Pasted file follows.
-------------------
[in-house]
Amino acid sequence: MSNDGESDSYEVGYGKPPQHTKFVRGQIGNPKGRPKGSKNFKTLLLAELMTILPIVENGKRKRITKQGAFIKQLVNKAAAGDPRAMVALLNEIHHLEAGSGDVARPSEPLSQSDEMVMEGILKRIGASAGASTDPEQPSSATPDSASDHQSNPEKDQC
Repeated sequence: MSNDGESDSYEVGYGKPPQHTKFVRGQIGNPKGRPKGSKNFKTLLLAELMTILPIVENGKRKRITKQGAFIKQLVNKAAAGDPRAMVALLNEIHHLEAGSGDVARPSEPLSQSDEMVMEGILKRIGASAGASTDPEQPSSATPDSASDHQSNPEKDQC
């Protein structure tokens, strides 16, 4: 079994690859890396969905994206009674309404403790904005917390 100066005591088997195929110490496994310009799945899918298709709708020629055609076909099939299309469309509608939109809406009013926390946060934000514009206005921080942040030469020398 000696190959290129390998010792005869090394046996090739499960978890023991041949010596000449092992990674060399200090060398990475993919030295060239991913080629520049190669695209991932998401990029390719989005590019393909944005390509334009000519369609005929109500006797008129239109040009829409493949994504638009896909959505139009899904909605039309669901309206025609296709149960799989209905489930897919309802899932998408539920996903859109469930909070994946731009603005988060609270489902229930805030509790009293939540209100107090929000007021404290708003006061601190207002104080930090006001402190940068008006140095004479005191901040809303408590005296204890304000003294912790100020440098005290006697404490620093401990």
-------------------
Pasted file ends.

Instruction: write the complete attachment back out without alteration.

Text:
[in-house]
Amino acid sequence: MSNDGESDSYEVGYGKPPQHTKFVRGQIGNPKGRPKGSKNFKTLLLAELMTILPIVENGKRKRITKQGAFIKQLVNKAAAGDPRAMVALLNEIHHLEAGSGDVARPSEPLSQSDEMVMEGILKRIGASAGASTDPEQPSSATPDSASDHQSNPEKDQC
Repeated sequence: MSNDGESDSYEVGYGKPPQHTKFVRGQIGNPKGRPKGSKNFKTLLLAELMTILPIVENGKRKRITKQGAFIKQLVNKAAAGDPRAMVALLNEIHHLEAGSGDVARPSEPLSQSDEMVMEGILKRIGASAGASTDPEQPSSATPDSASDHQSNPEKDQC
């Protein structure tokens, strides 16, 4: 079994690859890396969905994206009674309404403790904005917390 100066005591088997195929110490496994310009799945899918298709709708020629055609076909099939299309469309509608939109809406009013926390946060934000514009206005921080942040030469020398 000696190959290129390998010792005869090394046996090739499960978890023991041949010596000449092992990674060399200090060398990475993919030295060239991913080629520049190669695209991932998401990029390719989005590019393909944005390509334009000519369609005929109500006797008129239109040009829409493949994504638009896909959505139009899904909605039309669901309206025609296709149960799989209905489930897919309802899932998408539920996903859109469930909070994946731009603005988060609270489902229930805030509790009293939540209100107090929000007021404290708003006061601190207002104080930090006001402190940068008006140095004479005191901040809303408590005296204890304000003294912790100020440098005290006697404490620093401990």